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Joyce Perrin is an author and adventurer. She has travelled to 156 countries and 31 territories across all seven continents, and has spent time living and working in many of these countries.
In 2015, at the age of 78, while living in the Central American country of Panama, Joyce was diagnosed with glaucoma, an eye disease caused by damage to the optic nerve that connects the eyes with the brain and leads to visual field loss. Glaucoma is one the leading causes of irreversible blindness worldwide.
For a writer and traveller such as Joyce, having a degenerative vision condition like glaucoma can have a major impact in her life.
She needed cataract surgery and had the procedure at a local hospital in Panama.
However, Joyce has pseudoexfoliation glaucoma, an aggressive form of the disease. It is also associated with weakening of zonules, which are tiny ligaments that hold the lens in place.
Joyce had complications during her surgery, which led to high eye pressure and swelling in the front of her eye.
"It was a hard time for me, both physically and mentally," she says. "I had so many problems even in my day-to-day life."
Eventually, Joyce returned home to Canada and was referred to Dr. Marisa Sit, ophthalmologist and clinician investigator at UHN's Donald K. Johnson Eye Institute at Toronto Western Hospital.
In 2017, Joyce started her treatment journey at the institute with Dr. Sit, Dr. David Rootman, cornea specialist and clinician investigator, and Dr. Matthew Schlenker, glaucoma and cataract specialist and clinician investigator.
Unfortunately, after going through multiple surgeries and treatments, due to the seriousness and complications of her condition, doctors determined that they could not save the sight in her right eye.
"It was frustrating at the time because I couldn't travel, due to the pain and pressure I was feeling in my right eye," Joyce says. "I was worried I might lose my sight in my left eye too.
"That would be devastating."
Glaucoma is a progressive disease. As pressure increases in the eye, it can lead to advanced damage to the optic nerve, loss of nerve fibres, and may even lead to blindness for some individuals.
Most people develop glaucoma in both eyes, although the disease initially may be worse in one eye. In Joyce's case, the condition in her right eye was much worse. However, as time passed and the condition progressed, her left eye was also affected by cataract and glaucoma.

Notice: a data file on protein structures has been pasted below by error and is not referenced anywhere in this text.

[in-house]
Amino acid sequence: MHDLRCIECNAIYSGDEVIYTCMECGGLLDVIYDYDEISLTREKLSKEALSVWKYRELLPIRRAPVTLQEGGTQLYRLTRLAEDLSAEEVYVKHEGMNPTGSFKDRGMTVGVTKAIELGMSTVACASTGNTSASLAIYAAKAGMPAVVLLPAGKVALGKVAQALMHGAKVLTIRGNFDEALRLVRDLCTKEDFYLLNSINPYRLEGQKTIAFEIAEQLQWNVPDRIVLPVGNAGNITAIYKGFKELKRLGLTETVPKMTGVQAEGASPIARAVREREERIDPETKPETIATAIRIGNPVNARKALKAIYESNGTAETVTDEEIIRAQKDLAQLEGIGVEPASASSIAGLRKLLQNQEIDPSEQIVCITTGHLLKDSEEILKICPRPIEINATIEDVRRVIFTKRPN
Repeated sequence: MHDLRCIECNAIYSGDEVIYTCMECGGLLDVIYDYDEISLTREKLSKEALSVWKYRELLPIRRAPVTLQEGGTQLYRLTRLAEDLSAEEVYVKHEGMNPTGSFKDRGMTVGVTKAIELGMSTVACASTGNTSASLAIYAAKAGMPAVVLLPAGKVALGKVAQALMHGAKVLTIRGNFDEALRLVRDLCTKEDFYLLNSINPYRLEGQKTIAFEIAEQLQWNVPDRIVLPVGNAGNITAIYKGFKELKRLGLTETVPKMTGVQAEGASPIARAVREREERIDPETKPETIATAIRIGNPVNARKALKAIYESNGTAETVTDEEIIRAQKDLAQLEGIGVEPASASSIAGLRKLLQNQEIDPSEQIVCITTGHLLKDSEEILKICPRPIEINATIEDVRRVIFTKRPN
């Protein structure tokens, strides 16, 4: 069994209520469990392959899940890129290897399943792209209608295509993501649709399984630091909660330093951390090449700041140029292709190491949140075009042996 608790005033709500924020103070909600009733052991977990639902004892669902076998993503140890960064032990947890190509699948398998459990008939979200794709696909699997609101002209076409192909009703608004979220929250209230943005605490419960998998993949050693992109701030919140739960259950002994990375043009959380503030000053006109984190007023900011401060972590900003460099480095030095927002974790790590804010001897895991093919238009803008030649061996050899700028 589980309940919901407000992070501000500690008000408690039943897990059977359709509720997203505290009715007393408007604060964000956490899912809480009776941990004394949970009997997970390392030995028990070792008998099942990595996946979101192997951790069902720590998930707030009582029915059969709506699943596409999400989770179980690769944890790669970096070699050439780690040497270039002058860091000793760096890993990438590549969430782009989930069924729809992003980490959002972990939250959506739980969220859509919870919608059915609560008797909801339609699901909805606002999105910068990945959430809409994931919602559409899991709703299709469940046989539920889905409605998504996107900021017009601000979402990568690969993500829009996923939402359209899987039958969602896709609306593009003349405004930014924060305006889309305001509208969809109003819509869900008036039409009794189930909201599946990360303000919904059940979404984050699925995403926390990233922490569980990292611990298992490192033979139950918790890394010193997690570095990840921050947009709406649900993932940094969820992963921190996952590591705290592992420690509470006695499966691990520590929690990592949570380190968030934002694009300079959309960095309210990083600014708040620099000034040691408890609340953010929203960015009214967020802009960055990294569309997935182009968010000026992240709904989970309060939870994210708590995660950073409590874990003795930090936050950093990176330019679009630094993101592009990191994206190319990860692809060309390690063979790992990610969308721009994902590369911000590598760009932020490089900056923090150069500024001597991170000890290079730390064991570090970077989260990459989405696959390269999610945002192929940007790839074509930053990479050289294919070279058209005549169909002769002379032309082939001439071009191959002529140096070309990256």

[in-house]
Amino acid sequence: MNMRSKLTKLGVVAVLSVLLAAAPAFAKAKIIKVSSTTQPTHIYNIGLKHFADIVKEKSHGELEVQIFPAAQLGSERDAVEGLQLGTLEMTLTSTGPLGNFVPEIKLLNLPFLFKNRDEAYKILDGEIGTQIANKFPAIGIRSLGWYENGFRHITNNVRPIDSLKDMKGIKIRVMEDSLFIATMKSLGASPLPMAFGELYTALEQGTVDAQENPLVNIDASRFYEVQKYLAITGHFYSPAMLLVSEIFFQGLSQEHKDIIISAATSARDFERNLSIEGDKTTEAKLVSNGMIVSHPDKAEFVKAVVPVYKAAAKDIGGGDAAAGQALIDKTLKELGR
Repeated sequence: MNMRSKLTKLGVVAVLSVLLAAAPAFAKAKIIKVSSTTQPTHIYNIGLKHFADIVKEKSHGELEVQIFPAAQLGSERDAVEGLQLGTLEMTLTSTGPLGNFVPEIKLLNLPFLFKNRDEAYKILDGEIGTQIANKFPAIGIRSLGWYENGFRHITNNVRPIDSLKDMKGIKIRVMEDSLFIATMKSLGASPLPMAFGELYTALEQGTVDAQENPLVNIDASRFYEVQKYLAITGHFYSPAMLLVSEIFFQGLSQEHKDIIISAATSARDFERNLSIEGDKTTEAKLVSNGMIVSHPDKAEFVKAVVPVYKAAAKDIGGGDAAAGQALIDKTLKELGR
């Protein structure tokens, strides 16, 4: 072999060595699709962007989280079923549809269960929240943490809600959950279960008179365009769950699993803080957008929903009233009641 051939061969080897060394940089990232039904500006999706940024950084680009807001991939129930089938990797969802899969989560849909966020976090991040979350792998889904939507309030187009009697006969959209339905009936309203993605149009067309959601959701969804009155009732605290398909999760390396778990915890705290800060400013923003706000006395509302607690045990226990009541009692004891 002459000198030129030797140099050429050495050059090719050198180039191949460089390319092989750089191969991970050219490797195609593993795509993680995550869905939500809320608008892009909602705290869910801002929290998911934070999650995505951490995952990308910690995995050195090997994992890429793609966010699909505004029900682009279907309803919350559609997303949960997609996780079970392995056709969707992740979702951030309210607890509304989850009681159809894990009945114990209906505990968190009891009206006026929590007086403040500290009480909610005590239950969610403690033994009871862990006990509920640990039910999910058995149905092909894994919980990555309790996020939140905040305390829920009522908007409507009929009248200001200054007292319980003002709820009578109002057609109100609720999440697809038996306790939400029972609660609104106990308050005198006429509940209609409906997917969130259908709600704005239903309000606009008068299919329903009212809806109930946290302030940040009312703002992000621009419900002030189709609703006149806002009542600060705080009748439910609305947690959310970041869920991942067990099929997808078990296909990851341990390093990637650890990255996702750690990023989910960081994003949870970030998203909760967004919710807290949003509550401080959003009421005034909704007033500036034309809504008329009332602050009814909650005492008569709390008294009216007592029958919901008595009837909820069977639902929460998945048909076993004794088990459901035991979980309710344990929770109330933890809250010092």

Upon assessing Joyce's condition in her left eye, Dr. Schlenker performed a cataract surgery along with a microinvasive glaucoma surgery, a new type of procedure intended to reduce the risks associated with traditional glaucoma surgery.
In comparison to traditional glaucoma surgery, this procedure is performed with microscopic implants, and small incisions in the eye, which leads to quicker healing, visual recovery, and more predictable results.
With this novel technique, patients now have options.
"Ten years ago, for patients like Joyce, they would only have two options, either do no surgery or have a major surgery," says Dr. Schlenker. "Whereas now, we have this middle-of-the-road approach for patients who clearly have glaucoma but are not good candidates to undergo the risks associated with the traditional approach."
The left eye surgery was successful and Joyce had a much better and faster recovery.
This supported her to move forward to publish a book,
Ants in My Pants: One Woman's Unexpected Adventures Across Seven Continents. In it, Joyce shares her travelling experience around the world, both as a tourist and an ambassador for adventure, working with the World Health Organization and the United Nations Development Program as a Quality Improvement Specialist, and making changes to people's lives in the Middle East, Africa and South America.
"I'm so grateful to have doctors like Dr. Sit, Dr. Rootman and Dr. Schlenker," she says. "It was the exceptional care and support at the Donald K. Johnson Eye Institute that helped me get through this and finish my book." says Joyce.
Today, more than 5.5 million Canadians live with eye diseases, such as glaucoma, age-related macular degeneration and cataract, and this number is expected to double over the next 20 years.
Vision diseases such as glaucoma can cause irreversible damage to the eyes and there's currently no cure. However, early prevention and diagnosis can help slow down or prevent vision loss, in fact, over 75 per cent of vision loss is preventable or treatable with early intervention by receiving regular eye examinations.
Many patients live with multiple eye conditions and diseases. Luckily, at the Donald K. Johnson Eye Institute, physicians from different specialty clinics, including the Glaucoma Clinic, the Retina Clinic, the Cornea Clinic, the Low Vision Rehabilitation Clinic and the Comprehensive Ophthalmology Unit, often work together to find the best treatment options for patients.
It was this high-level collaborative care between three physicians that helped Joyce in her treatment and recovery journey.
Joyce now looks forward to continuing her adventures with the hope of publishing more books in the future.
"Follow your passion, regardless of how long it takes," says Joyce. "Life can be challenging, but with supports and determination, you can overcome anything."
For more information about vision illnesses and preventions, visit
Donald K. Johnson Eye Institute.